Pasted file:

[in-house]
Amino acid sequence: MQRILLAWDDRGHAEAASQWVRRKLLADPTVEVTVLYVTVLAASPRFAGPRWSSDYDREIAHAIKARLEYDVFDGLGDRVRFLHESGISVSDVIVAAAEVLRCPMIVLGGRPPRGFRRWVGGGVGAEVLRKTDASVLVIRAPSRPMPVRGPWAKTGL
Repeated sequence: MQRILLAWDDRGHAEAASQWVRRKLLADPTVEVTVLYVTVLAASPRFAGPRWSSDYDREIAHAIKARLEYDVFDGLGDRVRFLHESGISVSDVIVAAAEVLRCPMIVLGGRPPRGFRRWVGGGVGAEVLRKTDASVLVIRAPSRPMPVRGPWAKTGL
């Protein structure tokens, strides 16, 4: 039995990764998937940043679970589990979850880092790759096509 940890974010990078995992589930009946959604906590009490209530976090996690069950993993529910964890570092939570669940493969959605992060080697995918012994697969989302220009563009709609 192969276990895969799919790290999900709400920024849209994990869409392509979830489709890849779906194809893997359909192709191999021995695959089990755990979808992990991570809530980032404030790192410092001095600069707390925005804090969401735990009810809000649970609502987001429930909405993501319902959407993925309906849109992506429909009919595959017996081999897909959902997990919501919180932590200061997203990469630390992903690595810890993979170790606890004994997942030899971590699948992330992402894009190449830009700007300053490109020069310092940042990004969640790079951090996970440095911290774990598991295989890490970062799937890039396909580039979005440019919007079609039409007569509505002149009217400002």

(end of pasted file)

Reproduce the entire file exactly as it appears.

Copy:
[in-house]
Amino acid sequence: MQRILLAWDDRGHAEAASQWVRRKLLADPTVEVTVLYVTVLAASPRFAGPRWSSDYDREIAHAIKARLEYDVFDGLGDRVRFLHESGISVSDVIVAAAEVLRCPMIVLGGRPPRGFRRWVGGGVGAEVLRKTDASVLVIRAPSRPMPVRGPWAKTGL
Repeated sequence: MQRILLAWDDRGHAEAASQWVRRKLLADPTVEVTVLYVTVLAASPRFAGPRWSSDYDREIAHAIKARLEYDVFDGLGDRVRFLHESGISVSDVIVAAAEVLRCPMIVLGGRPPRGFRRWVGGGVGAEVLRKTDASVLVIRAPSRPMPVRGPWAKTGL
């Protein structure tokens, strides 16, 4: 039995990764998937940043679970589990979850880092790759096509 940890974010990078995992589930009946959604906590009490209530976090996690069950993993529910964890570092939570669940493969959605992060080697995918012994697969989302220009563009709609 192969276990895969799919790290999900709400920024849209994990869409392509979830489709890849779906194809893997359909192709191999021995695959089990755990979808992990991570809530980032404030790192410092001095600069707390925005804090969401735990009810809000649970609502987001429930909405993501319902959407993925309906849109992506429909009919595959017996081999897909959902997990919501919180932590200061997203990469630390992903690595810890993979170790606890004994997942030899971590699948992330992402894009190449830009700007300053490109020069310092940042990004969640790079951090996970440095911290774990598991295989890490970062799937890039396909580039979005440019919007079609039409007569509505002149009217400002």